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Pyongyang re-fires nuclear reactor

SEOUL (AsiaNews): The government of North Korea has authorised the resumption of the Yongbyon nuclear reactor, which is said to be capable of producing about six kilogrammes of plutonium per year

White smoke has been spotted in recent satellite images spilling out from the smokestacks of a colour and texture that has been identified as one that is issued by the steam driving the turbines in the complex, according to the website, 38North, which is run by to the United States of America (US)-Korea Institute at Johns Hopkins University.

Pyongyang had announced its intention to reactivate the nuclear facility in April. It has a capacity of five megawatts and was shut down in 2007 as part of an agreement reached by the six-party talks on nuclear disarmament.

However, in December of 2008, Pyongyang quit the talks, which included the two Koreas, the US, China, Russia and Japan—and enacted a policy of aggression particularly against Seoul, to the point that Beijing, a historical ally of the north, was forced to intervene to appease the warlike proclamations of the Kim Il-jung regime.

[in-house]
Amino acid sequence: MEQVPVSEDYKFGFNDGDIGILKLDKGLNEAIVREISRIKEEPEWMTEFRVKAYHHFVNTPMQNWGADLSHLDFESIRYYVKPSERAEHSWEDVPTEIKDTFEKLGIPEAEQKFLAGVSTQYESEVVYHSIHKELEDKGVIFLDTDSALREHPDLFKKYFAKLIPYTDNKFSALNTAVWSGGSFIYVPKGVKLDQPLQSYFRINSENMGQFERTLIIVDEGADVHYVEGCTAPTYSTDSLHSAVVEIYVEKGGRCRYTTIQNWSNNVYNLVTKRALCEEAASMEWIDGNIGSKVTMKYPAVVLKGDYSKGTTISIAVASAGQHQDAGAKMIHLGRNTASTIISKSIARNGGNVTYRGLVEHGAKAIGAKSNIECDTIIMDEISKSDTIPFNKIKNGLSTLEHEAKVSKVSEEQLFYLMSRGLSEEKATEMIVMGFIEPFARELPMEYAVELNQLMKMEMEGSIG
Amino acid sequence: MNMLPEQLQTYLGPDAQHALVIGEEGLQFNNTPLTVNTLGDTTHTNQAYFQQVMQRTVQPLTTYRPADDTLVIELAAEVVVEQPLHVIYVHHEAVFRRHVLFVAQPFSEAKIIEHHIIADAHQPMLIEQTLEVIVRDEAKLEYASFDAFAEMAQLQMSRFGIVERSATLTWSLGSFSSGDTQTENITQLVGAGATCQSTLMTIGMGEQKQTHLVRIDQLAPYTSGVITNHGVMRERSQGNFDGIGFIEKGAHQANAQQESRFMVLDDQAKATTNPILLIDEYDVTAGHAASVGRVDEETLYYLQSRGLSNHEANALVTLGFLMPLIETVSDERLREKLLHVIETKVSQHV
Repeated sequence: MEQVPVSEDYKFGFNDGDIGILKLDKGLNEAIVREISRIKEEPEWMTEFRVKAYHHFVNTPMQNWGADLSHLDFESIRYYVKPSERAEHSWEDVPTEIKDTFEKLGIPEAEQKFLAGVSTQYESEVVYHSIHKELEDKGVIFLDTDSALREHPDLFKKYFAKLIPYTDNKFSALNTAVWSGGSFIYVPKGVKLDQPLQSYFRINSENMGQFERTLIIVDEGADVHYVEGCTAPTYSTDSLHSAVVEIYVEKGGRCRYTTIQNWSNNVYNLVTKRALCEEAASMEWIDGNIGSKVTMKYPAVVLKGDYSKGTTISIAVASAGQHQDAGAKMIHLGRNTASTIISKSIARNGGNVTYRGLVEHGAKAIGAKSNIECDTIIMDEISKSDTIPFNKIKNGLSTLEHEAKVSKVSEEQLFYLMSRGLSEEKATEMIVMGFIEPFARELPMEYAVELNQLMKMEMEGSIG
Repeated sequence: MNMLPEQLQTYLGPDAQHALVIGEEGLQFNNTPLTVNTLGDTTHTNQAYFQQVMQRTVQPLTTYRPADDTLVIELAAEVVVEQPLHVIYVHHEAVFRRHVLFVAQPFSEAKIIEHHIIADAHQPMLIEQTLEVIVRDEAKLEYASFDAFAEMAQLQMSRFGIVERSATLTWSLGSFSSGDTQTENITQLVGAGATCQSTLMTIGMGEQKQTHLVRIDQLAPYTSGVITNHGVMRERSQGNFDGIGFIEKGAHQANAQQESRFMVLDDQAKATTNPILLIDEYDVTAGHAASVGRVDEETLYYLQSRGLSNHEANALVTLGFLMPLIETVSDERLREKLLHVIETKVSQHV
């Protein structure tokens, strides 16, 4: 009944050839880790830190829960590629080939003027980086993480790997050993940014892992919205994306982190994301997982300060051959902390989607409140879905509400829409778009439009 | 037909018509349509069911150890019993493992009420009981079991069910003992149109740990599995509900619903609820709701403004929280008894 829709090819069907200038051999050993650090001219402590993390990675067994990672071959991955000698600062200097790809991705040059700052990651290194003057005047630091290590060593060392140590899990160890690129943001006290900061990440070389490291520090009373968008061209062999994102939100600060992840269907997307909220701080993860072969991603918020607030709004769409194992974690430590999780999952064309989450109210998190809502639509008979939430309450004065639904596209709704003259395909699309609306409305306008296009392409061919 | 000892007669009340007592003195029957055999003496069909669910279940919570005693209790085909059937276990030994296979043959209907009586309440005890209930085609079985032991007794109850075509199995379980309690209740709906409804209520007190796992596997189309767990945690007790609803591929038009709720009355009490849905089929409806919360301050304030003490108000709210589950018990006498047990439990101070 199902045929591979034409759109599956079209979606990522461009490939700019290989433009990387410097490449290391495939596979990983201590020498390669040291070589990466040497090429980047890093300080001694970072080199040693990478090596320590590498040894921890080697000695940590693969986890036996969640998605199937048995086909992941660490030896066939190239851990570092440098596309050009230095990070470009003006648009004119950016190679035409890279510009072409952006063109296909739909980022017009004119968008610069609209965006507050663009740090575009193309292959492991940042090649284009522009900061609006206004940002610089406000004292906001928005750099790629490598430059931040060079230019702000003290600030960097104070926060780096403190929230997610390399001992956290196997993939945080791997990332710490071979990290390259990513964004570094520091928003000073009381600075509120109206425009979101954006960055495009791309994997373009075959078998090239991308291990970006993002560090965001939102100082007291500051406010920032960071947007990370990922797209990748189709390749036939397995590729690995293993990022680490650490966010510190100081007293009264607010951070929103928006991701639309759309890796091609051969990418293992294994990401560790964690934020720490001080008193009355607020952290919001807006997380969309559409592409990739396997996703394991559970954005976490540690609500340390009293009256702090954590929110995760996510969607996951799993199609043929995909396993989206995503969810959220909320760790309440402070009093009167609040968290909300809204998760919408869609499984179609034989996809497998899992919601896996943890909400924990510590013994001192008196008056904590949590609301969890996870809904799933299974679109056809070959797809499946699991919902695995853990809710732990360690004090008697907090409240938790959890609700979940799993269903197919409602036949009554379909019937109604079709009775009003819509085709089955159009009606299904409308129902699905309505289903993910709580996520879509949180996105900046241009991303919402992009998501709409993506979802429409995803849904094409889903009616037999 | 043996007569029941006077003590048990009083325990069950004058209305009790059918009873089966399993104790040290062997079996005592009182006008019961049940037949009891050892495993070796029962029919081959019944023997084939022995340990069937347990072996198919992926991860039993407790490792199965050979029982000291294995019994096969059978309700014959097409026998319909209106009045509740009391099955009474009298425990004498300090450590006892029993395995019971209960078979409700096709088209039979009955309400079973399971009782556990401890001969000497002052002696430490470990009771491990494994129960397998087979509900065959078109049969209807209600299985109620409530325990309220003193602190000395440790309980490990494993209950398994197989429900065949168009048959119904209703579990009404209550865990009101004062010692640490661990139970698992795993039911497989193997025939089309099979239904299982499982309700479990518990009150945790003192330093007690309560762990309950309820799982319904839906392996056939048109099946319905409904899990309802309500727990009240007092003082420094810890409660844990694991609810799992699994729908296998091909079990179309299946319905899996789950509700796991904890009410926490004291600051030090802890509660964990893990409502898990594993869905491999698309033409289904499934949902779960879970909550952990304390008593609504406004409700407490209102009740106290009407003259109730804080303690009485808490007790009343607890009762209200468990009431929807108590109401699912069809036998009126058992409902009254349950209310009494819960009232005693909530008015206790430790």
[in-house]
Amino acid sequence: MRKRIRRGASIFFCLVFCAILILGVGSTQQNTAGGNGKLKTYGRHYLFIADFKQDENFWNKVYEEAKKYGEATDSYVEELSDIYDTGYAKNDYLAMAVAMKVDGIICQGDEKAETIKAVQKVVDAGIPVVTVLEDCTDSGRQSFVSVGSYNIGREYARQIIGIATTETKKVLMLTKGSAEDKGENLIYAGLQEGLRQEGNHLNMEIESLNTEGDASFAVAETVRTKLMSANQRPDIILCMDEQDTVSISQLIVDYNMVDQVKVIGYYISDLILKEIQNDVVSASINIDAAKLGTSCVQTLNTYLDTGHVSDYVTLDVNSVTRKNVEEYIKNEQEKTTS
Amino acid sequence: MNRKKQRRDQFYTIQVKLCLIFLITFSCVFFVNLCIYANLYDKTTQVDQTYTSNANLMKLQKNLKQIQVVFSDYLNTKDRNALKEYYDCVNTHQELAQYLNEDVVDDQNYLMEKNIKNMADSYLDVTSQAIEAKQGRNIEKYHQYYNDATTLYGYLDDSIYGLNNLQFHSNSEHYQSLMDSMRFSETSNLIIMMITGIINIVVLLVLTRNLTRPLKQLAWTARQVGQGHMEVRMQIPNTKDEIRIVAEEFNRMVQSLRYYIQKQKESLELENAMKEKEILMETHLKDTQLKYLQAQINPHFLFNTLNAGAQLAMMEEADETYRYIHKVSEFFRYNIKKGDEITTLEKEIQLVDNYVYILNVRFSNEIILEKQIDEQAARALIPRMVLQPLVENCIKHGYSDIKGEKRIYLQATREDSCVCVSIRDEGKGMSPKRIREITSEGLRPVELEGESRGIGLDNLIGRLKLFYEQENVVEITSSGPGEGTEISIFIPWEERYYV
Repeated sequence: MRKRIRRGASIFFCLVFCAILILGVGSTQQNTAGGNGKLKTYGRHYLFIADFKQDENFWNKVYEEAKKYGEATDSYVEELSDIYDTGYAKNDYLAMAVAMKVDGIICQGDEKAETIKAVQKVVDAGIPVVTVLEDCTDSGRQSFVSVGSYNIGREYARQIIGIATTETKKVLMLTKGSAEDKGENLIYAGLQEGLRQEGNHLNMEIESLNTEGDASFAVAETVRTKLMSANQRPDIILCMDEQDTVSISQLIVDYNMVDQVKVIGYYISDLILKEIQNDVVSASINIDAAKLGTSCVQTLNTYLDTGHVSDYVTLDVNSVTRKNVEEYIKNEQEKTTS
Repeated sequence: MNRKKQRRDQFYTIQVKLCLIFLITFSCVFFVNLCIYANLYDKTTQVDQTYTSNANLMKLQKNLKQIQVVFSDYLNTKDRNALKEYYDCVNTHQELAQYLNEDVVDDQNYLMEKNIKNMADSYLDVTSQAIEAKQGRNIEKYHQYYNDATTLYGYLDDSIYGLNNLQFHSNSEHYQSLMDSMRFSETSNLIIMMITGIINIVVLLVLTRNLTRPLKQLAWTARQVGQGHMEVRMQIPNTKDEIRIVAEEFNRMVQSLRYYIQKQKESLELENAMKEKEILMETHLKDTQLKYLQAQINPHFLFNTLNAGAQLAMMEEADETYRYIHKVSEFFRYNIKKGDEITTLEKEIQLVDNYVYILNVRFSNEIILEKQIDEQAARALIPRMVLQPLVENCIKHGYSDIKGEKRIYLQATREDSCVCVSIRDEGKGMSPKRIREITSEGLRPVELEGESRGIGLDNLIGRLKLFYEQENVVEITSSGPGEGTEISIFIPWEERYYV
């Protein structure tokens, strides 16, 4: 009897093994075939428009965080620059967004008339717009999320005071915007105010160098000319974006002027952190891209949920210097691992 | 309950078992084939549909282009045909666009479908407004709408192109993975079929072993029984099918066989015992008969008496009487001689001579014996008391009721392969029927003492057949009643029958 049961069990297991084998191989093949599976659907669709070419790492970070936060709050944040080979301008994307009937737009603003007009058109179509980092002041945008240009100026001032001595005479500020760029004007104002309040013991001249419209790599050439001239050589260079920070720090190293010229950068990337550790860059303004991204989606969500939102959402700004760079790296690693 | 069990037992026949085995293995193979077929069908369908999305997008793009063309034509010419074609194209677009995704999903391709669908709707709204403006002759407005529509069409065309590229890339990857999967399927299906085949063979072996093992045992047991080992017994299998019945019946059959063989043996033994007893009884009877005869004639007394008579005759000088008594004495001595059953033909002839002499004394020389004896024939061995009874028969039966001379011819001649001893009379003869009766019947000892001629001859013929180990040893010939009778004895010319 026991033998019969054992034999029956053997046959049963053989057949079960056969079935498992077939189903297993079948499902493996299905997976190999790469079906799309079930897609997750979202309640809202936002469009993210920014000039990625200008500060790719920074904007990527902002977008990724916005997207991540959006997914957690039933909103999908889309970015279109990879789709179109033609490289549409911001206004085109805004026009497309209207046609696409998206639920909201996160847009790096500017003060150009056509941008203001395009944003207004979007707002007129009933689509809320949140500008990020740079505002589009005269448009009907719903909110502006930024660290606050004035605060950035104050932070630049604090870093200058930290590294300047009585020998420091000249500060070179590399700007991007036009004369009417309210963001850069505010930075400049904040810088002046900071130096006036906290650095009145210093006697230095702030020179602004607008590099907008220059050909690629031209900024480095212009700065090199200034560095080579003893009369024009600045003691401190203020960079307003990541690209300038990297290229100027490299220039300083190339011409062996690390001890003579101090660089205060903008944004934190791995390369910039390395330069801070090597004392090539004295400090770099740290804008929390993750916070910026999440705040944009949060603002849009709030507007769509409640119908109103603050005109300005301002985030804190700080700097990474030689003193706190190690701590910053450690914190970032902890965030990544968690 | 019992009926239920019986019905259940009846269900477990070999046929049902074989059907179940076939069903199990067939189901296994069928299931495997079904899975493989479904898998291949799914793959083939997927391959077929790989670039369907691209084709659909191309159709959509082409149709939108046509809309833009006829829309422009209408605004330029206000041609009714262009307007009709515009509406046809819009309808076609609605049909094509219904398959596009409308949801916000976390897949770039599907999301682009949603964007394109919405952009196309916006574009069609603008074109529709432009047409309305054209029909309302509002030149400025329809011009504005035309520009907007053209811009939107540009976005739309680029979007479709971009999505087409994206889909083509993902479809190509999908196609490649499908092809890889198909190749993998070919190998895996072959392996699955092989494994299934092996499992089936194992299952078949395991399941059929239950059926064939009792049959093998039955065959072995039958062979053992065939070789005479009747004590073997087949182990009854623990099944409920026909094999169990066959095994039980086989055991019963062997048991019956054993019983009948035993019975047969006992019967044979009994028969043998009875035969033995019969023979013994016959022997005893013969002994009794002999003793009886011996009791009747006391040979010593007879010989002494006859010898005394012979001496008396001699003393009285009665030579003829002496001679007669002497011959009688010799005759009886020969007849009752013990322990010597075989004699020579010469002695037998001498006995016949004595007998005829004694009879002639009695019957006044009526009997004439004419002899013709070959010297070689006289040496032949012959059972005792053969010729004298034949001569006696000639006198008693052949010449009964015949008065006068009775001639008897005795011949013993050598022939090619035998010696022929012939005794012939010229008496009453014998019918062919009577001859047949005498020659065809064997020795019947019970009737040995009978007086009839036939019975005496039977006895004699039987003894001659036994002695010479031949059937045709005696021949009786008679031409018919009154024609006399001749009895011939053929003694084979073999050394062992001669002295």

However, following an escalation of military and diplomatic tension that brought the peninsula to the brink of war, the government in Pyongyang calmed the waters with a series of bilateral talks with Seoul.

These have produced both the reopening of the inter-Korean industrial complex of Kaesong and the resumption of meetings between families separated by the war of 1950. Excluding any last minute hitches, both events are planned for mid-September.


Choi Jin Wook, a researcher with the Korea Institute for National Unification in Seoul, commented to the Daily NK on September 12, “For the manufacture of nuclear weapons at Yongbyon, they will have to run it for at least six months. Also, it is worn out, so the problem of safety is still there. It shows that North Korea, quite unlike the conciliatory appearance they are showing to the outside, does not intend to abandon its nuclear capabilities.”

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